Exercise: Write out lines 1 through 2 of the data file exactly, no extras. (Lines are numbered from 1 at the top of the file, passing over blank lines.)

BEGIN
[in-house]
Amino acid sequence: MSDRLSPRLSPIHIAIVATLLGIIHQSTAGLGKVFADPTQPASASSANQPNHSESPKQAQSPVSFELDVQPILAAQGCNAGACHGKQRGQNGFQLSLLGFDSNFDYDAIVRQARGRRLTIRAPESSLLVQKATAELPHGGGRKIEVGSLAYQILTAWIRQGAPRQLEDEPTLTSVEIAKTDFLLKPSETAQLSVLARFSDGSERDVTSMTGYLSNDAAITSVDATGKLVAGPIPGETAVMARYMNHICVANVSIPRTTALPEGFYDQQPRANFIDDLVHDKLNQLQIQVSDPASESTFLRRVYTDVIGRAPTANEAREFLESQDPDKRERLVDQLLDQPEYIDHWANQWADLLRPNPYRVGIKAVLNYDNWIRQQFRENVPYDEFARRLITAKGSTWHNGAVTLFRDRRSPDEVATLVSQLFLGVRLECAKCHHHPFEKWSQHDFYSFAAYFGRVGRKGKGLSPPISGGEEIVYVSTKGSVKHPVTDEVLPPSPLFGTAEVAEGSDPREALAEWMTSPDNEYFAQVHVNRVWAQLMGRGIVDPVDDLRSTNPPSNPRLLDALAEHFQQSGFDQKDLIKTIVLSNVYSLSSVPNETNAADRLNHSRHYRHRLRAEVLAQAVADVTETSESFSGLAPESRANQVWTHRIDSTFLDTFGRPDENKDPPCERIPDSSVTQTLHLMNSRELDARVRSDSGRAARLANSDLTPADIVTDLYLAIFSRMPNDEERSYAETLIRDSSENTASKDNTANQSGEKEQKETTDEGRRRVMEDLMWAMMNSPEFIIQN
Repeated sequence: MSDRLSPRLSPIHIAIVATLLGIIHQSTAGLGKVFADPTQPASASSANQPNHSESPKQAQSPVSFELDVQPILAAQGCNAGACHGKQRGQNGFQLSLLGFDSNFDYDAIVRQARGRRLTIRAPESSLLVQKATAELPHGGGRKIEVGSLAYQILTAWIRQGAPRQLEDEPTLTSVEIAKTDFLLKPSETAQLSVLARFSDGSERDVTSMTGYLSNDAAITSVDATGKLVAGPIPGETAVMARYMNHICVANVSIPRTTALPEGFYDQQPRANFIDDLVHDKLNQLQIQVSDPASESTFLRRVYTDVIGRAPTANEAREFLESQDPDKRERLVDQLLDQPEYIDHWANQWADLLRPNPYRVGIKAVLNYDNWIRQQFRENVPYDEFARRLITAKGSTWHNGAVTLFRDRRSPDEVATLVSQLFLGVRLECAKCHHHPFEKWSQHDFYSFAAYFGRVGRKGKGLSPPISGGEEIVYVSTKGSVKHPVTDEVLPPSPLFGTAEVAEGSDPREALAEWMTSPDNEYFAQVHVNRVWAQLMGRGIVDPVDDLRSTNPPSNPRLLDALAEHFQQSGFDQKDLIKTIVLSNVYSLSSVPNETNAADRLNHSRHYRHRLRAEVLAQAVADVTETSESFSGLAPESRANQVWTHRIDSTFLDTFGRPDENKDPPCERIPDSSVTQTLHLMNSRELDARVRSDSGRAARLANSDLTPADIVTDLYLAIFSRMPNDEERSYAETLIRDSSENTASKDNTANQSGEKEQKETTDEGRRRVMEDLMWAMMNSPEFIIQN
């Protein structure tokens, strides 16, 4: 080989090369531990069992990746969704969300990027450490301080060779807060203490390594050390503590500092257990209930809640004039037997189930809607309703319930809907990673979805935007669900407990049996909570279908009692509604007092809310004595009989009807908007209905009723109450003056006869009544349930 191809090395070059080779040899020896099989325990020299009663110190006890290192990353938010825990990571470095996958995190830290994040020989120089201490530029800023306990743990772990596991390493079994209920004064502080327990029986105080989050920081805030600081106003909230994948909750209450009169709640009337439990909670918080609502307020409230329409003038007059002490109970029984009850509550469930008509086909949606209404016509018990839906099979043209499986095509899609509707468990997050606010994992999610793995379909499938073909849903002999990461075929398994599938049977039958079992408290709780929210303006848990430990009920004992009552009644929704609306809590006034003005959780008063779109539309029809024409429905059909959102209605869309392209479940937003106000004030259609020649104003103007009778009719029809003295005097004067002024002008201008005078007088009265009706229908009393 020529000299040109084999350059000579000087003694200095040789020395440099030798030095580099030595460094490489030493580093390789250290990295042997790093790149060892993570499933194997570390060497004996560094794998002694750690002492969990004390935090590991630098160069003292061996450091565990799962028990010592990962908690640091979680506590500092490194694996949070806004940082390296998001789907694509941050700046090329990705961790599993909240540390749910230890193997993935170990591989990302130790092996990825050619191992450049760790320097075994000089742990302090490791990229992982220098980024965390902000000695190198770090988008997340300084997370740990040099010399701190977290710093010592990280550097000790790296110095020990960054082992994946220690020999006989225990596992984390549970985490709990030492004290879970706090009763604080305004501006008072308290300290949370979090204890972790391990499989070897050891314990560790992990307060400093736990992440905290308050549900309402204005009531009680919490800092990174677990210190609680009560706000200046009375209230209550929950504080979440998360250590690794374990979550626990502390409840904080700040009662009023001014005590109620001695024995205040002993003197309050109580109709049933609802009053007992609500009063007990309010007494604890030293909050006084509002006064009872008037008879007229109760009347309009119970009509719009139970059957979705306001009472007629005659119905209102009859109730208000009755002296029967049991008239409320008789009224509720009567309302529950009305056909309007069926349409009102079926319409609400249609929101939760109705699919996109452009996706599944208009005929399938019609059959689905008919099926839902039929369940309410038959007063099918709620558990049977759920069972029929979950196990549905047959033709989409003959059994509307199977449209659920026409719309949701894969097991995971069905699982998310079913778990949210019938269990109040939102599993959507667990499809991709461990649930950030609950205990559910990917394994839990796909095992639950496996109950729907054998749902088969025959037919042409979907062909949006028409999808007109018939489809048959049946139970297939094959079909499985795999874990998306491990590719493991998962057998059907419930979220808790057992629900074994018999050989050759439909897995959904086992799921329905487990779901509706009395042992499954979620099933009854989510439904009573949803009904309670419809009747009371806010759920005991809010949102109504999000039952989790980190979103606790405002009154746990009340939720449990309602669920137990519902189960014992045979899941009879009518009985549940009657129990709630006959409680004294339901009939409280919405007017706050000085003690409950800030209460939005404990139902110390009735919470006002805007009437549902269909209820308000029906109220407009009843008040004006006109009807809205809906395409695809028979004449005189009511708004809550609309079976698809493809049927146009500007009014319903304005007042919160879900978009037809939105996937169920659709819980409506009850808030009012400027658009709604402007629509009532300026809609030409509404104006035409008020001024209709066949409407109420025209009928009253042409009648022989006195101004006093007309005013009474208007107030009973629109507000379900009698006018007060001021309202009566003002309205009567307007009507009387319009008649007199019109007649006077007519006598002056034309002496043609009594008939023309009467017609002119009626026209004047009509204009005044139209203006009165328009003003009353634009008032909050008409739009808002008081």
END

[in-house]
Amino acid sequence: MSDRLSPRLSPIHIAIVATLLGIIHQSTAGLGKVFADPTQPASASSANQPNHSESPKQAQSPVSFELDVQPILAAQGCNAGACHGKQRGQNGFQLSLLGFDSNFDYDAIVRQARGRRLTIRAPESSLLVQKATAELPHGGGRKIEVGSLAYQILTAWIRQGAPRQLEDEPTLTSVEIAKTDFLLKPSETAQLSVLARFSDGSERDVTSMTGYLSNDAAITSVDATGKLVAGPIPGETAVMARYMNHICVANVSIPRTTALPEGFYDQQPRANFIDDLVHDKLNQLQIQVSDPASESTFLRRVYTDVIGRAPTANEAREFLESQDPDKRERLVDQLLDQPEYIDHWANQWADLLRPNPYRVGIKAVLNYDNWIRQQFRENVPYDEFARRLITAKGSTWHNGAVTLFRDRRSPDEVATLVSQLFLGVRLECAKCHHHPFEKWSQHDFYSFAAYFGRVGRKGKGLSPPISGGEEIVYVSTKGSVKHPVTDEVLPPSPLFGTAEVAEGSDPREALAEWMTSPDNEYFAQVHVNRVWAQLMGRGIVDPVDDLRSTNPPSNPRLLDALAEHFQQSGFDQKDLIKTIVLSNVYSLSSVPNETNAADRLNHSRHYRHRLRAEVLAQAVADVTETSESFSGLAPESRANQVWTHRIDSTFLDTFGRPDENKDPPCERIPDSSVTQTLHLMNSRELDARVRSDSGRAARLANSDLTPADIVTDLYLAIFSRMPNDEERSYAETLIRDSSENTASKDNTANQSGEKEQKETTDEGRRRVMEDLMWAMMNSPEFIIQN